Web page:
The challenge is that the level crossing crosses at an angle to the road - not a problem in a motor vehicle with large wheels - but something you have to be careful of on a bicycle. When crossing the rails I always take a middle position in my lane, to ensure I don't get overtaken and then point slightly to the middle of the road to improve the crossing angle. In the photograph the River Bridge is in the distance and the two other level crossings are beyond.
Out to the east of Ely the Fens are open and, at this time of year bleak. Prickwillow has a Museum of Fenland Drainage featuring some of the diesel engines originally used to pump the water from Fens. There are also quite a few random huts dotted around the fields
The road from Queen Adelaide is quite busy although quite wide and so not too bad for cycling along. After that the route turns onto the Putney Hill Road - although you would be hard pushed to spot a hill in the area! It seems a most improbably name. As you can see it is quite wide for a country road (it is a "B" road) but I have never seen much traffic on it. The two vehicles in this picture represents the rush hour.
Another picture in my project to map the highly secret route of the National Byway in Cambridgeshire - so that is where it goes. There are 100 miles of Byway in Cambridgeshire - but no-one must know where they go.
On a grey day even the smallest patch of light in the sky has to be photographed.
I took an indirect route through Isleham on a byway - it was pretty muddy although I managed to cycle along it - there were one or two places when the bike had a mind of its own as it slipped around.
This is the site of the Isleham Priory church, a church which was converted to a barn and has "secret" tunnels to the church and a nearby disused shop - although they have been blocked up.
(Note the secret National Byway also passes through the village.)
I also went to visit the site of the Priory at the end of Little London Road. However because this short no-through-road had no speed limit I must have been going to fast too notice any remains.
The road from Isleham to Fordham crosses the route of the disused Cambridge to Mildenhall Railway line, where the old Fordham Station was. The station was probably closer to isleham than Fordham and the area has since been reclaimed by Isleham as the Isleham Nature Reserves. This is the linear nature reserve - unfortunately I had not realised that I had focused on the foreground rather than the background when I took the picture - still you get the idea - it is the line of the old railway track.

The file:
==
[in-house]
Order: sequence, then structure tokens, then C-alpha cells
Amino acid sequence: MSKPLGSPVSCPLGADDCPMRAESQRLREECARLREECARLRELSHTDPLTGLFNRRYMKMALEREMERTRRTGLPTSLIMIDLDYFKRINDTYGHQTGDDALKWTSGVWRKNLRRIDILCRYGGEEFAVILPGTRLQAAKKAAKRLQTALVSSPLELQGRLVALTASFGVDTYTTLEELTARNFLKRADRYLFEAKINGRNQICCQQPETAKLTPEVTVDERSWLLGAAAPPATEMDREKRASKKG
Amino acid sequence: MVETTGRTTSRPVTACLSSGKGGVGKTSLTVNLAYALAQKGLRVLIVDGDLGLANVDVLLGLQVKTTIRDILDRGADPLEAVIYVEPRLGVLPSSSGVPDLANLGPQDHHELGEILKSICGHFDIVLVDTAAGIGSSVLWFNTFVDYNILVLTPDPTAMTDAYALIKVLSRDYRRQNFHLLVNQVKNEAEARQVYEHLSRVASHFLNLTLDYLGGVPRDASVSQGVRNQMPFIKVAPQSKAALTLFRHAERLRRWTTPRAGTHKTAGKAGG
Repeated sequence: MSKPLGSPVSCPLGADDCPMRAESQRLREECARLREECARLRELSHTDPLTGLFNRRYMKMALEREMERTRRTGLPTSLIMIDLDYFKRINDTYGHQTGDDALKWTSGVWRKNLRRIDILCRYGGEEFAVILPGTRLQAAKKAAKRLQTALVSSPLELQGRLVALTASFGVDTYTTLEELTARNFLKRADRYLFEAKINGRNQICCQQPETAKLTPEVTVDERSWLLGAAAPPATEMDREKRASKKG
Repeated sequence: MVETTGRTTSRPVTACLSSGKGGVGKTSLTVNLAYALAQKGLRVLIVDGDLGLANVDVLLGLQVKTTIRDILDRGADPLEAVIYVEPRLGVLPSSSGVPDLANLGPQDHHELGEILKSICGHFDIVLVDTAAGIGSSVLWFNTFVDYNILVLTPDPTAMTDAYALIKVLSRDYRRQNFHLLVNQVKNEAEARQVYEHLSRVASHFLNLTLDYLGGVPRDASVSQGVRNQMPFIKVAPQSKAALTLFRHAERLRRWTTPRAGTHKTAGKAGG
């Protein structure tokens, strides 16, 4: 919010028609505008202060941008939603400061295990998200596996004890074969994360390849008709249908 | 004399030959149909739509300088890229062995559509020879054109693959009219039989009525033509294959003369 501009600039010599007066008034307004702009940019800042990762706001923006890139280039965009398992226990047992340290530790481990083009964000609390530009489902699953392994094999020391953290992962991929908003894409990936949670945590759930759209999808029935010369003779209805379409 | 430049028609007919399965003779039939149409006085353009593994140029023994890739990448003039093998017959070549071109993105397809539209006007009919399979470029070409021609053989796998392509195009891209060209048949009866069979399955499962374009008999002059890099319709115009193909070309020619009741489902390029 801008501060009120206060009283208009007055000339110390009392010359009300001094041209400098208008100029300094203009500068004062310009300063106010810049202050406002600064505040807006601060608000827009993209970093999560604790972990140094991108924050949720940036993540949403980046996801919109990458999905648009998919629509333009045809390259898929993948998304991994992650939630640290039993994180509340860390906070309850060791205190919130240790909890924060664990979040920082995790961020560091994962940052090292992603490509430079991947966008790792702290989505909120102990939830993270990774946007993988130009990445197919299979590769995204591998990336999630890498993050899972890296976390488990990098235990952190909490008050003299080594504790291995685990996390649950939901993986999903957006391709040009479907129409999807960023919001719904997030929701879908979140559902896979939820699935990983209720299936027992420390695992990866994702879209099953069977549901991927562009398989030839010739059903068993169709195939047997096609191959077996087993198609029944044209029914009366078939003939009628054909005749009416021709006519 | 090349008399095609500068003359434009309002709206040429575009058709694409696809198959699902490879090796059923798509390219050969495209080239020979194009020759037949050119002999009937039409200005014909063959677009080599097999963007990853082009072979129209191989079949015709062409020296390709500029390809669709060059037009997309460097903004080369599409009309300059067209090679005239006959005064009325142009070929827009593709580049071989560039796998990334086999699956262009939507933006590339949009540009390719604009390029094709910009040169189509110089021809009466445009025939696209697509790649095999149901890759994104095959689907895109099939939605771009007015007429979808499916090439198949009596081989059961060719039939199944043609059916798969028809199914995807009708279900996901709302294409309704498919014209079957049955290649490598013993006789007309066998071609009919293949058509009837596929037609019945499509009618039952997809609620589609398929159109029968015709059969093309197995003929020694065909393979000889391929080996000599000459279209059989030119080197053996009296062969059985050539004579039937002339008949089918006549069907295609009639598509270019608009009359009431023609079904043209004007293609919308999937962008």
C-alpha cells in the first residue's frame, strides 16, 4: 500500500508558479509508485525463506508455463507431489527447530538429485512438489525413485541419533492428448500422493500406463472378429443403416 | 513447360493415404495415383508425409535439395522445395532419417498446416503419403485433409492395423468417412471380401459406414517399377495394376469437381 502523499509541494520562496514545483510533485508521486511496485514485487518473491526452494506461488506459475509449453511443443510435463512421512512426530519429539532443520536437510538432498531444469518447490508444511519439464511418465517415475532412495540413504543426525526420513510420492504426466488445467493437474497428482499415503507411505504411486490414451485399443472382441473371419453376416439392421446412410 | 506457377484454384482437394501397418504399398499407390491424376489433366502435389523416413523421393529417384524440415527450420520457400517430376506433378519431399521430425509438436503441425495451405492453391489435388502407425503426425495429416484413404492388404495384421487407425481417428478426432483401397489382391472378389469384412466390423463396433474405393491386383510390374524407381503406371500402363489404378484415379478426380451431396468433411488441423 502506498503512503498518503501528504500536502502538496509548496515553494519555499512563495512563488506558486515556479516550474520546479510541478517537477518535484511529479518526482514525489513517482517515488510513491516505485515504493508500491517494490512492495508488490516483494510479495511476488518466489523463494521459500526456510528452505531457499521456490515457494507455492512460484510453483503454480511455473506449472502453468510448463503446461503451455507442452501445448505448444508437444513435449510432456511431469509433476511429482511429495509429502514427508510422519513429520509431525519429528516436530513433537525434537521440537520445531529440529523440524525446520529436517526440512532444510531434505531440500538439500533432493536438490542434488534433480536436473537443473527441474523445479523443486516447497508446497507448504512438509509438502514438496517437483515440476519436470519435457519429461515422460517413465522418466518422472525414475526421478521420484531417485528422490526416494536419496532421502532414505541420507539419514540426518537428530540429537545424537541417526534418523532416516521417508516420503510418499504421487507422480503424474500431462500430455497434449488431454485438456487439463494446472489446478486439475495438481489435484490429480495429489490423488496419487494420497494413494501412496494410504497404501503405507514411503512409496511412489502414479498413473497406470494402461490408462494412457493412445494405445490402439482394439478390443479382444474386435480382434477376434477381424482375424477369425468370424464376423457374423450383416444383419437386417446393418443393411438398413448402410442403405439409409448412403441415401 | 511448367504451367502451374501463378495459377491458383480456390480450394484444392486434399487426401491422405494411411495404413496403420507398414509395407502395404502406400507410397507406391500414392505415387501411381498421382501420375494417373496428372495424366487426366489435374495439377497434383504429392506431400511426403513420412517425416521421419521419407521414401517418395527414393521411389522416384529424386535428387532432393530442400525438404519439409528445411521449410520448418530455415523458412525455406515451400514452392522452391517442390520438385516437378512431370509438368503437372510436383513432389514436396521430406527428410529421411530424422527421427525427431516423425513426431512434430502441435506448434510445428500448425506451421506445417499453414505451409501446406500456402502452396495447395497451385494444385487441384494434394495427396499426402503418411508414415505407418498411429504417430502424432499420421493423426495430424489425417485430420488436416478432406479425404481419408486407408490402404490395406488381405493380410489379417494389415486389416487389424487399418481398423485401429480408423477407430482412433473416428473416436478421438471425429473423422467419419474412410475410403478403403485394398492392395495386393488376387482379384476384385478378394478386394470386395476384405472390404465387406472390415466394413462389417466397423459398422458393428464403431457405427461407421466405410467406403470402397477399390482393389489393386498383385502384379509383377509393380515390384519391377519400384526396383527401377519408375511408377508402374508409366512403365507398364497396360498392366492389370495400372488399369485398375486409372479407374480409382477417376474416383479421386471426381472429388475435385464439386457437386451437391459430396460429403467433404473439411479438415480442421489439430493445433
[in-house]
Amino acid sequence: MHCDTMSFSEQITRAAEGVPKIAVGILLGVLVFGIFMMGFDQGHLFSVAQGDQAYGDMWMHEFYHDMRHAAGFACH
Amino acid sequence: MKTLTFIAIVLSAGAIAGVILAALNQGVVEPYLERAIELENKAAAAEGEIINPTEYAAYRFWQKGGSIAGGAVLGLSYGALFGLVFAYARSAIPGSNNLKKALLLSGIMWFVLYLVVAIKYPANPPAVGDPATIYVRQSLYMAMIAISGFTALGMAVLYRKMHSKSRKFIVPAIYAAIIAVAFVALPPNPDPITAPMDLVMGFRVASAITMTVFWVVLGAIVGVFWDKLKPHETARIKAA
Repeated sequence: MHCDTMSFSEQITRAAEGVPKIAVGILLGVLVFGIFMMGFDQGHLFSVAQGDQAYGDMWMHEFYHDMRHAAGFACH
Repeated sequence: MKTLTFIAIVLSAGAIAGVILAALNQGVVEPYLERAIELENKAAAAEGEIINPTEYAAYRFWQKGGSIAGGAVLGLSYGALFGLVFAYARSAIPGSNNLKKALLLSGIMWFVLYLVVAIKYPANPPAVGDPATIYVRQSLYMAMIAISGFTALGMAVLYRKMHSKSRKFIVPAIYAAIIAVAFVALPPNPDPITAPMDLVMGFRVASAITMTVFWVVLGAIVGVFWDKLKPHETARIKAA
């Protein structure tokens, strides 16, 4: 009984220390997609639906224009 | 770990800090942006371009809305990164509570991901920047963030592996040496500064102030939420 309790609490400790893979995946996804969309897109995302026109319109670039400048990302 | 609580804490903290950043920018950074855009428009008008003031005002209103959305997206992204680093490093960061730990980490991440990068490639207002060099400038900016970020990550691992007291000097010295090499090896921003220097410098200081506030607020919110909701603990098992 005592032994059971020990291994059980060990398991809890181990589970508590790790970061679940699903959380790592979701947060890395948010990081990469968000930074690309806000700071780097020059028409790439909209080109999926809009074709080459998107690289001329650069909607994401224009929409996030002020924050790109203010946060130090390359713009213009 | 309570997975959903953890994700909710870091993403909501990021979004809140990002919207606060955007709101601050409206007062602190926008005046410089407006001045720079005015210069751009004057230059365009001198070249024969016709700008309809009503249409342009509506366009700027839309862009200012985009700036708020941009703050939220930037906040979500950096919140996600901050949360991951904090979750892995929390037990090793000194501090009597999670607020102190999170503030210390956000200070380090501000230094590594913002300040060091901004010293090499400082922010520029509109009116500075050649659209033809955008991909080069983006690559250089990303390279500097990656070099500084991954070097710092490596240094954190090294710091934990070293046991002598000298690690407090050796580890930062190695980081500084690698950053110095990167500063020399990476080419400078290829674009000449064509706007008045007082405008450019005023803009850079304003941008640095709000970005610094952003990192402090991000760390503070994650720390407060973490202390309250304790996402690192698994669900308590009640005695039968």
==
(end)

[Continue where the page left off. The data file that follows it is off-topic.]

On the way back to Burwell and NCN51 into Cambridge I detoured off the B1102 onto a byway next to Ness Farm. This is what the byway looked like with Ness Farm in the background. I ended up cycling through most of the puddles although where this track reached the Broads Road on the outskirts of Burwell it was even more muddy and I did have to put my foot down once or twice
Despite my avowed hatred of Newnham Drove I often use it to get back onto Lodes Way (it really is unpleasantly bumpy in places). Once again I saw a few deer (on Hallard's Fen) - or rather they saw me first. They must be getting used to my smell! They now just watch as I cycle along rather than run off.
I also passed a runner on Newnham Drove. The gates onto Lodes Way are still locked - even I can squeeze through the bars though. (I lifted my bike over). This is the view taken with my camera propped up on the locked gates. Dark skies and a setting sun on the horizon.
"Over the bridge and far away" Except that Over is a village quite a few miles away - this route looks further than it is. This is the new Reach Lode Bridge and the Lodes Way stretching off into the distance.
Despite the greyness of the day it was a pleasant cycle ride as there was very little wind. The Lodes Way is starting to get used. I passed 16 cyclists, including two family groups, some dog walkers, several runners and on Swaffham Bulbeck Lode Bridge two horse riders. Actually I took my own advice and let them over the bridge before I went across it.
I did find I had one or two aches and pains from the previous day's enforced participation in traffic jams - must be getting old.